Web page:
Victory over privateers inspires new NHS fight
The Camden Keep Our NHS Public campaign is celebrating victory over our local primary care trust and its plans to set up a new privately-run health centre in the borough.
The trust had wanted to award the contract to run it to health privateers Care UK.
Clinics like these are being proposed everywhere as a way of opening up GP services to profiteering by the private sector.
A similar process is taking place in hospitals where services described as “new” are put out to tender.
NHS Camden claimed it did not need to consult the public over the proposed centre because the department of health was asking every trust to set one up.
However, an important high court precedent was set two weeks ago when the trust withdrew their challenge to our claims of a lack of consultation. Now others around the country can use the precedent that we helped to set.
Another climbdown came last week when the trust withdrew its health centre plans completely. It is not planning any new proposals until after the general election.
Our campaign against privatisation has shown how any threat to the NHS can mobilise large numbers. Across Camden people have signed petitions, come to meetings, and joined demonstrations and protests.
Now we plan to join up with those fighting the huge threatened cuts to London hospitals.
Our message is that we need to step up the action against the attacks on the health service.
Local campaigns can win victories in the run up to the election. They can also lay the groundwork for the national campaign that will surely be needed to fight the proposed cuts that will come afterwards.
Candy Udwin, Camden Keep Our NHS Public
Karen Reissmann’s comment on nurse training was a very good summary of some of the contradictions inherent in making degree training mandatory (» Nurse training cut by degrees, 28 November).
Most of the media got nowhere near close to exposing the issues as succinctly as she did.
Like Karen, I have worked for almost 30 years mainly in community nursing. This area, like all others, has seen downgrading and pay cuts for some staff and nurses having to reapply for their jobs.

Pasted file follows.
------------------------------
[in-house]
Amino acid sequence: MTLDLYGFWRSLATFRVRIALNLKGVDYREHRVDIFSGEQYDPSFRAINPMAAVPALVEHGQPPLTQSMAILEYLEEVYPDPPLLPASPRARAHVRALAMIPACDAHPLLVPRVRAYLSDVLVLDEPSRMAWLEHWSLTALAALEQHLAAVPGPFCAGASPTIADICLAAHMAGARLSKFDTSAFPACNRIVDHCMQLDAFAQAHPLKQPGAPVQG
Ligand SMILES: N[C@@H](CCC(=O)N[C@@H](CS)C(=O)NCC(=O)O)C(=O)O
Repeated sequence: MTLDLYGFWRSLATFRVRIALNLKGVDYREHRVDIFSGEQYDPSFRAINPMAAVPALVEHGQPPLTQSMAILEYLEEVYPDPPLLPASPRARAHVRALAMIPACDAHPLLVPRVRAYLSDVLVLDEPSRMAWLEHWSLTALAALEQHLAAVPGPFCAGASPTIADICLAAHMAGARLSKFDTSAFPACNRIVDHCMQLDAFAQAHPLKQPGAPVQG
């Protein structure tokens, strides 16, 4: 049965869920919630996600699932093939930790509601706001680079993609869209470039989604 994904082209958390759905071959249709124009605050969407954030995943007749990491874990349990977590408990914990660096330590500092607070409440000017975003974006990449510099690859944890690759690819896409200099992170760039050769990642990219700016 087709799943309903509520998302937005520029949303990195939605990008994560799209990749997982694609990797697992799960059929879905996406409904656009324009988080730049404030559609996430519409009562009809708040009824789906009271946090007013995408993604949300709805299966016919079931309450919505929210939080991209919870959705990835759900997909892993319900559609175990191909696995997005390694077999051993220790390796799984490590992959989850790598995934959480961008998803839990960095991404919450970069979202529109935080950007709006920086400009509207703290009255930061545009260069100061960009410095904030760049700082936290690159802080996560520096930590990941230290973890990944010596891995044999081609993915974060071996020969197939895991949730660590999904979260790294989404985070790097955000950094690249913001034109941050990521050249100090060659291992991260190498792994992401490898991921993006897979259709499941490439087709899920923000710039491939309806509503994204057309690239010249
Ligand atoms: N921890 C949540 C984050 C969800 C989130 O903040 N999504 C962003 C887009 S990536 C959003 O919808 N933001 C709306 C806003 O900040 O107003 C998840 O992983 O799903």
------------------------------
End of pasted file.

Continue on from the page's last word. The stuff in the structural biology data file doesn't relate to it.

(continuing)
Our ever-expanding management are constantly looking to off load their responsibilities onto frontline staff.
And as our caseloads grow larger, we have to watch the limiting of training places being offered to the next generation of staff. Nurses need to make their voices heard.
Don’t let the Nazis divide us
Thanks for reviewing the play Who Do We Think We Are? (» Imagining the nightmare, 28 November), which depicts the hellish scenario of a British National Party (BNP) government.
I felt chilled as I sat with my family watching young people from Harlow stage this first class production.
Having lived through the Second World War, I was so proud to hear them participating unafraid in this great anti-Nazi production.
The play sends a powerful message to the BNP, and any other groups that support them, that our young people will not let fascist thugs destroy our future.
I think that this production should be taken to every school and college in the country as a matter of urgency.
Maureen Topley, Harlow
Wembley, in Brent, north London, is a peaceful, harmonious and united multicultural community.
Yet recently the BNP has attempted to slur us with an online video attacking immigrant populations in the area.
The fascist BNP seeks scapegoats for the problems arising from the economic crisis.
We, the anti-racist majority, say no to blaming the innocent. Instead, we blame those who caused the crises.
The diversity of our borough has enriched us all.
People from all backgrounds contribute to our daily lives by working to deliver key public services and providing employment opportunities for many.
To seek a mythical Wembley of pure white Aryans is nonsense.
We have always welcomed Jews, Muslims, Hindus, Christians, Buddhists, gays, women, trade unionists, and young and old people to play their part in our borough, and long may we continue to do so.
Alf Filer, Brent and Harrow Unite Against Fascism
Swiss vote shames the ‘left’ who backed it
The Swiss vote to ban minarets was overwhelmingly driven by the right but the policy was also supported by some on the left.
They were taken in by the claim that minarets are a symbol of female oppression – opening the way to honour killings and Sharia law.
The Swiss state certainly has nothing to boast about in its treatment of women, who were not permitted to vote until 1971. But it is bizarre that a minaret can be treated as an accomplice in women’s oppression.
Notably, the same argument is not deployed against church spires and bell towers.
There are some on the left who would like the campaign to go further. The Swiss Women’s Federation has already come out in support of a campaign to ban the burqa.